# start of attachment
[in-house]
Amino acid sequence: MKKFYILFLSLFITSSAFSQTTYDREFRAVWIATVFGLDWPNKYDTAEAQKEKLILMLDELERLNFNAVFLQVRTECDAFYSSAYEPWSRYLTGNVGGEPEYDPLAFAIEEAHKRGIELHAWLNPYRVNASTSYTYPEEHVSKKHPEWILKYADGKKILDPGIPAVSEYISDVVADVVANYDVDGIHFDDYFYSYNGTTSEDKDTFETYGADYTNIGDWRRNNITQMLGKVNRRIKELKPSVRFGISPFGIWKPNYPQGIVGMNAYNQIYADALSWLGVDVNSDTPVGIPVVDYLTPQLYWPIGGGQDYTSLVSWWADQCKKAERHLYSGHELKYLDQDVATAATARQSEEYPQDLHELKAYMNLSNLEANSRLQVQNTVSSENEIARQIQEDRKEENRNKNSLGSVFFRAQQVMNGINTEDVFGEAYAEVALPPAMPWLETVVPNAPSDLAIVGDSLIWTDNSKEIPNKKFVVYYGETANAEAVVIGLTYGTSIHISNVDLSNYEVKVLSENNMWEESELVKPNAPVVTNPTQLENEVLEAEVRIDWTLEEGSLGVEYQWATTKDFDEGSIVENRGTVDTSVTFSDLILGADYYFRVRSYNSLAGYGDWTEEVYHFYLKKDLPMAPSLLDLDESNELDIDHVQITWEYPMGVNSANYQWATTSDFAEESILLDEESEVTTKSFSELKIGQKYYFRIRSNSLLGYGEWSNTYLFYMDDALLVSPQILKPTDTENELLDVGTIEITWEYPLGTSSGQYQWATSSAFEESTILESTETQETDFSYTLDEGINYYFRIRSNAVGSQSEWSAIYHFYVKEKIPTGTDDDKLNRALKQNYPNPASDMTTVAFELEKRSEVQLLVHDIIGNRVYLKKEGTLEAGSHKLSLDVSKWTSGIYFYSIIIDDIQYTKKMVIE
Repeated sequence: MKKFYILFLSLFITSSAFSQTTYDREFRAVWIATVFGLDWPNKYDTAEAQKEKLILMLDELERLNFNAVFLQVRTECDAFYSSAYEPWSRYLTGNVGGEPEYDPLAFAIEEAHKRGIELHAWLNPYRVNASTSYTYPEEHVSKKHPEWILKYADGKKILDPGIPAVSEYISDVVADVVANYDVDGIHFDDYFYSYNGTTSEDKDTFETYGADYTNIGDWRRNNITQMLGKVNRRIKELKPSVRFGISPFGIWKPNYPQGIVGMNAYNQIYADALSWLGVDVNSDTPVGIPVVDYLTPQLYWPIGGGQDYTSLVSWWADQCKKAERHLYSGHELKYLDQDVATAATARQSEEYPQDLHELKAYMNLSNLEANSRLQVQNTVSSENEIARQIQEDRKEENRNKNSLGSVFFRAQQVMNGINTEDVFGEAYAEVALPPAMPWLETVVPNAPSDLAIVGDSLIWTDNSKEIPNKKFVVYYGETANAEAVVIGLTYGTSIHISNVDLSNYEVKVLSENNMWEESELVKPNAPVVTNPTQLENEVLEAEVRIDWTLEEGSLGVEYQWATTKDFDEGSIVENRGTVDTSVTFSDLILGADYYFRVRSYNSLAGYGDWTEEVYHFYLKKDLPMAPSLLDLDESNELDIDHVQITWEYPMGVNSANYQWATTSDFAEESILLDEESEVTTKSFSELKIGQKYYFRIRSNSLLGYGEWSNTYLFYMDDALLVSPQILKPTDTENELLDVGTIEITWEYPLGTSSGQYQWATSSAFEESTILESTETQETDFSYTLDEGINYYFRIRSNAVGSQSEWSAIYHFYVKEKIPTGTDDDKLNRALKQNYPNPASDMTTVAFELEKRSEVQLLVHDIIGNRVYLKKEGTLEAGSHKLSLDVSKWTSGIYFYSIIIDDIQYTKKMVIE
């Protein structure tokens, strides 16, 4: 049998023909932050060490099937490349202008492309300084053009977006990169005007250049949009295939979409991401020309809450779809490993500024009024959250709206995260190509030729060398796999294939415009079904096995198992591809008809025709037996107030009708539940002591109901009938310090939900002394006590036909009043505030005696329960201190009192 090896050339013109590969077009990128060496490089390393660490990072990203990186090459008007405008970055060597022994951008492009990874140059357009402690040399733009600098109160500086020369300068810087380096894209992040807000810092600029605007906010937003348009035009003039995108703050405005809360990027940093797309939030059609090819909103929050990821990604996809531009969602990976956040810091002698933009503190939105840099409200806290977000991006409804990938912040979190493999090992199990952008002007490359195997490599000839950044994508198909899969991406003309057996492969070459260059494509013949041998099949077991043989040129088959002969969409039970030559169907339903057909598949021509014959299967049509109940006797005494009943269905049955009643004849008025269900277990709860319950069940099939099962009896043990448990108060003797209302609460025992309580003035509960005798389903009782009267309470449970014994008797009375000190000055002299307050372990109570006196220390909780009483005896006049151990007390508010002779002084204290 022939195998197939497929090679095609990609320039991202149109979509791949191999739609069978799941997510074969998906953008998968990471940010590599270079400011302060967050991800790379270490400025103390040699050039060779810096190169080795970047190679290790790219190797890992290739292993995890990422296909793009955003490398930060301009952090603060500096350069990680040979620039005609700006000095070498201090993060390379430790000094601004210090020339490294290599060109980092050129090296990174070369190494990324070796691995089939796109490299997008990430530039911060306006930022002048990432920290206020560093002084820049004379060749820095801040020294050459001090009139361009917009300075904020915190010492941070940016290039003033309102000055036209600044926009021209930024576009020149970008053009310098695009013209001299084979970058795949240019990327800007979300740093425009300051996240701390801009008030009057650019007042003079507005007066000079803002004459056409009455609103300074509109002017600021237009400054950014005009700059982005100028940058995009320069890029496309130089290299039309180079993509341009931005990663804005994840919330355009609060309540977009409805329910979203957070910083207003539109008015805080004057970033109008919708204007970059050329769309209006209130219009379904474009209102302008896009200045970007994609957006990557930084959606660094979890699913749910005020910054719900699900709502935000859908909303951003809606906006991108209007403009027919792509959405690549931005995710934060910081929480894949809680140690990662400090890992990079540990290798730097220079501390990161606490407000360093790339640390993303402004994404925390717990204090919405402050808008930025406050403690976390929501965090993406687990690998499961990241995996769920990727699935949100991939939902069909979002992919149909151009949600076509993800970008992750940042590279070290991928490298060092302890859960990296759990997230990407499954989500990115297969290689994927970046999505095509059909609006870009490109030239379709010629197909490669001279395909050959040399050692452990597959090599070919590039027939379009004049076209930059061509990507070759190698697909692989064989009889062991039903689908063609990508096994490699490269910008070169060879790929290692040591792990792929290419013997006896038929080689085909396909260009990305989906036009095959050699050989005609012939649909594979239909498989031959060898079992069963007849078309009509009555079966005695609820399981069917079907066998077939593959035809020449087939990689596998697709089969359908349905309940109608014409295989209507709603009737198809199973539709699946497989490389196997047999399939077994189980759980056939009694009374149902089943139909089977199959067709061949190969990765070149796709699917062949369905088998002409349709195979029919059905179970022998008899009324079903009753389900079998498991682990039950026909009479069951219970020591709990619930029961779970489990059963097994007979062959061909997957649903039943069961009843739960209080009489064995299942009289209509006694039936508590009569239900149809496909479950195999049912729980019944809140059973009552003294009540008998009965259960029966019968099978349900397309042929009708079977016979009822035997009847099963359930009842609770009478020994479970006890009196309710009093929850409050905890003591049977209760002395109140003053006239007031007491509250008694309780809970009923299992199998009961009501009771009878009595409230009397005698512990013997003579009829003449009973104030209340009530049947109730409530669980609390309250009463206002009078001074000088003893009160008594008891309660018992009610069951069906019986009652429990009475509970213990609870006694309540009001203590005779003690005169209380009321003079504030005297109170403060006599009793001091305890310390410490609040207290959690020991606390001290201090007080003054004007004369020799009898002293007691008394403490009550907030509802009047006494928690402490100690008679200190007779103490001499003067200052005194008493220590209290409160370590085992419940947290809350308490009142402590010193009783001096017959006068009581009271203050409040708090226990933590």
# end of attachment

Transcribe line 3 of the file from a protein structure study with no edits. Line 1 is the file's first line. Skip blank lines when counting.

Repeated sequence: MKKFYILFLSLFITSSAFSQTTYDREFRAVWIATVFGLDWPNKYDTAEAQKEKLILMLDELERLNFNAVFLQVRTECDAFYSSAYEPWSRYLTGNVGGEPEYDPLAFAIEEAHKRGIELHAWLNPYRVNASTSYTYPEEHVSKKHPEWILKYADGKKILDPGIPAVSEYISDVVADVVANYDVDGIHFDDYFYSYNGTTSEDKDTFETYGADYTNIGDWRRNNITQMLGKVNRRIKELKPSVRFGISPFGIWKPNYPQGIVGMNAYNQIYADALSWLGVDVNSDTPVGIPVVDYLTPQLYWPIGGGQDYTSLVSWWADQCKKAERHLYSGHELKYLDQDVATAATARQSEEYPQDLHELKAYMNLSNLEANSRLQVQNTVSSENEIARQIQEDRKEENRNKNSLGSVFFRAQQVMNGINTEDVFGEAYAEVALPPAMPWLETVVPNAPSDLAIVGDSLIWTDNSKEIPNKKFVVYYGETANAEAVVIGLTYGTSIHISNVDLSNYEVKVLSENNMWEESELVKPNAPVVTNPTQLENEVLEAEVRIDWTLEEGSLGVEYQWATTKDFDEGSIVENRGTVDTSVTFSDLILGADYYFRVRSYNSLAGYGDWTEEVYHFYLKKDLPMAPSLLDLDESNELDIDHVQITWEYPMGVNSANYQWATTSDFAEESILLDEESEVTTKSFSELKIGQKYYFRIRSNSLLGYGEWSNTYLFYMDDALLVSPQILKPTDTENELLDVGTIEITWEYPLGTSSGQYQWATSSAFEESTILESTETQETDFSYTLDEGINYYFRIRSNAVGSQSEWSAIYHFYVKEKIPTGTDDDKLNRALKQNYPNPASDMTTVAFELEKRSEVQLLVHDIIGNRVYLKKEGTLEAGSHKLSLDVSKWTSGIYFYSIIIDDIQYTKKMVIE